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Fournier’s Gangrene: Management in a Poor Resource Setting

Abstract

Fournier’s gangrene is a rapidly progressive necrotizing infection of the external genitalia. We aim to share our clinical experience in the management of this disease. This was a retrospective study with data retrieved from the case note of patients seen with Fournier’s gangrene between January 2013 and April 2019. A total of 23 cases were analysed, who were all men, with a mean age of 47 years. The mean duration before presentation was 8 days. Perianal lesion was the most common aetiological factor occurring in 39% and the most common isolated organism was E. coli. The mean number of debridement was 1.5 while 2 patients required colostomy. The mortality rate was 9% in this study. Despite improvement in clinical care, Fournier’s gangrene remains a potentially fatal condition. Thus, aggressive resuscitation, debridement and judicious antibiotic therapy are required.

Introduction

Fournier’s gangrene is a polymicrobial synergistic necrotising fasciitis which affects the external genitals and perineum. A French venereologist, Jean Alfred Fournier, described five cases in clinical lectures in 1883 [1]. It is more common in men than in women. This condition is more common in diabetics, immunosuppressed, malnourished and alcoholics while being associated with significant morbidity and healthcare cost [2]. Initially thought to be idiopathic, more recently various aetiologies have been identified. The aetiologies have been classified into urogenital, anorectal, retroperitoneal, iatrogenic trauma and others [1, 3]. Fournier’s gangrene has been described as a synergism between aerobic and anaerobic bacteria; therefore, early surgical debridement and antibiotics are important in the management. Hyperbaric oxygen has been proposed as an adjunctive treatment; it increases leucocyte activity, reduces bacterial endotoxin production and increases the efficacy of some antibiotics. Hyperbaric oxygen therapy promotes wound healing by increasing angiogenesis and activity of fibroblasts [1]. The use of negative pressure wound therapy is also useful as it reduces bacterial colonisation, increases granulation tissue formation, increase blood supply and remove excess exudate. These advanced wound therapy are not usually available in resource limited environment. We therefore seek to present our experience in managing these cases in resource limited environment. Achieving better outcomes usually requires collaboration of the multidisciplinary team of urologists, plastic surgeons and endocrinologists [4].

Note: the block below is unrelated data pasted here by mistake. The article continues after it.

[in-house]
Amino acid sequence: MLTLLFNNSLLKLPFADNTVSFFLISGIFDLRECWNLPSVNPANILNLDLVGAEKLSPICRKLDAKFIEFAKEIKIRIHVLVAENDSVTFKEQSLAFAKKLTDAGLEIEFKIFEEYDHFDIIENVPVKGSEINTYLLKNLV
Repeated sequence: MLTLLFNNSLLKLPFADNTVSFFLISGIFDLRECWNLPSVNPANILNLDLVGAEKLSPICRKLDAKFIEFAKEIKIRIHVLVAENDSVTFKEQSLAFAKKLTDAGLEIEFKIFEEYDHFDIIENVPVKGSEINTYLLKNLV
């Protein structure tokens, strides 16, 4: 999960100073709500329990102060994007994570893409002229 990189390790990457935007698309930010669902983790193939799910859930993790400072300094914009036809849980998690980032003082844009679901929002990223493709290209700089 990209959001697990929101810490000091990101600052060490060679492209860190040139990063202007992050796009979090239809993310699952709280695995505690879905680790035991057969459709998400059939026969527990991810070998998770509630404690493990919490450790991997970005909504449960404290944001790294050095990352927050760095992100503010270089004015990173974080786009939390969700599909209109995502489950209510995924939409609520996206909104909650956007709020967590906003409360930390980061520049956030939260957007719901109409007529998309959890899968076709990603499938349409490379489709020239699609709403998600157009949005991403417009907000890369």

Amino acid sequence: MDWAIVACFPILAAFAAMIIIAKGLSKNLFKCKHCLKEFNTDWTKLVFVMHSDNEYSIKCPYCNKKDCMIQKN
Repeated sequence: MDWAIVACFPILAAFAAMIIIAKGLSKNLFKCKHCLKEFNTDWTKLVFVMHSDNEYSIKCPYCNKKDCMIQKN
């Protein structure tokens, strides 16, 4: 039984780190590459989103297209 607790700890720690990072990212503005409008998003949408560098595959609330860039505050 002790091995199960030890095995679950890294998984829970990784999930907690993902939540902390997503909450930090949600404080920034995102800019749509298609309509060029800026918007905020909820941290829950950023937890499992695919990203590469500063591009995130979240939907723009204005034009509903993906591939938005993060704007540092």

Materials and Methods

The study was a single-centre retrospective study which was carried out in General Hospital, Marina, Lagos, the premier general hospital in Nigeria. It is a 225-bedded hospital which provides primary and secondary care services to a diverse group of people in the city of Lagos.

Records of all patients managed for Fournier’s gangrene between January 2013 and April 2019 at the General Hospital were retrieved. A total of 30 cases were managed, 25 case notes were retrieved while 23 with complete records were deemed suitable for analysis.

Statistical analysis was performed using SPSS version 20 by IBM Corporation USA. Descriptive variables were analysed by their frequency and measures of central tendency and dispersion were performed for quantitative variables.

Results